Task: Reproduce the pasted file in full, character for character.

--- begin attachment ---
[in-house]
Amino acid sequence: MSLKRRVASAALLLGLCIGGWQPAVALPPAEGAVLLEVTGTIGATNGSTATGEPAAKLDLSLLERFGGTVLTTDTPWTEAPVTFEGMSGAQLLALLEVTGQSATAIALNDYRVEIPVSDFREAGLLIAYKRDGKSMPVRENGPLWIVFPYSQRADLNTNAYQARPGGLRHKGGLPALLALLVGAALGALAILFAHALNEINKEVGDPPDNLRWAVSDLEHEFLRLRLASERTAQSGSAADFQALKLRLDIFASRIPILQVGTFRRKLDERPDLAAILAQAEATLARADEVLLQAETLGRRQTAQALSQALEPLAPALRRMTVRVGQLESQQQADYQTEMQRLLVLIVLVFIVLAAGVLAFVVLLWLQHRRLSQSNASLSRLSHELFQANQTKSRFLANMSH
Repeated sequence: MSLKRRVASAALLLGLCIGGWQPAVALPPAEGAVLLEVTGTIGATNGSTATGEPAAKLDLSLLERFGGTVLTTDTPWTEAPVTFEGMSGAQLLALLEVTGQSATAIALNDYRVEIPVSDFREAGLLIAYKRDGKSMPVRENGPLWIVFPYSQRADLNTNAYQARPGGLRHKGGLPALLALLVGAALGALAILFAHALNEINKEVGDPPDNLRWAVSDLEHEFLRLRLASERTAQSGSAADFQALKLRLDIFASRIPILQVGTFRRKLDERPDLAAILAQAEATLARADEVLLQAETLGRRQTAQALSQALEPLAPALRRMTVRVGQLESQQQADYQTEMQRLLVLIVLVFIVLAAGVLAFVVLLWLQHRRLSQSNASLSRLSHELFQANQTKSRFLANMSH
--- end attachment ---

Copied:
[in-house]
Amino acid sequence: MSLKRRVASAALLLGLCIGGWQPAVALPPAEGAVLLEVTGTIGATNGSTATGEPAAKLDLSLLERFGGTVLTTDTPWTEAPVTFEGMSGAQLLALLEVTGQSATAIALNDYRVEIPVSDFREAGLLIAYKRDGKSMPVRENGPLWIVFPYSQRADLNTNAYQARPGGLRHKGGLPALLALLVGAALGALAILFAHALNEINKEVGDPPDNLRWAVSDLEHEFLRLRLASERTAQSGSAADFQALKLRLDIFASRIPILQVGTFRRKLDERPDLAAILAQAEATLARADEVLLQAETLGRRQTAQALSQALEPLAPALRRMTVRVGQLESQQQADYQTEMQRLLVLIVLVFIVLAAGVLAFVVLLWLQHRRLSQSNASLSRLSHELFQANQTKSRFLANMSH
Repeated sequence: MSLKRRVASAALLLGLCIGGWQPAVALPPAEGAVLLEVTGTIGATNGSTATGEPAAKLDLSLLERFGGTVLTTDTPWTEAPVTFEGMSGAQLLALLEVTGQSATAIALNDYRVEIPVSDFREAGLLIAYKRDGKSMPVRENGPLWIVFPYSQRADLNTNAYQARPGGLRHKGGLPALLALLVGAALGALAILFAHALNEINKEVGDPPDNLRWAVSDLEHEFLRLRLASERTAQSGSAADFQALKLRLDIFASRIPILQVGTFRRKLDERPDLAAILAQAEATLARADEVLLQAETLGRRQTAQALSQALEPLAPALRRMTVRVGQLESQQQADYQTEMQRLLVLIVLVFIVLAAGVLAFVVLLWLQHRRLSQSNASLSRLSHELFQANQTKSRFLANMSH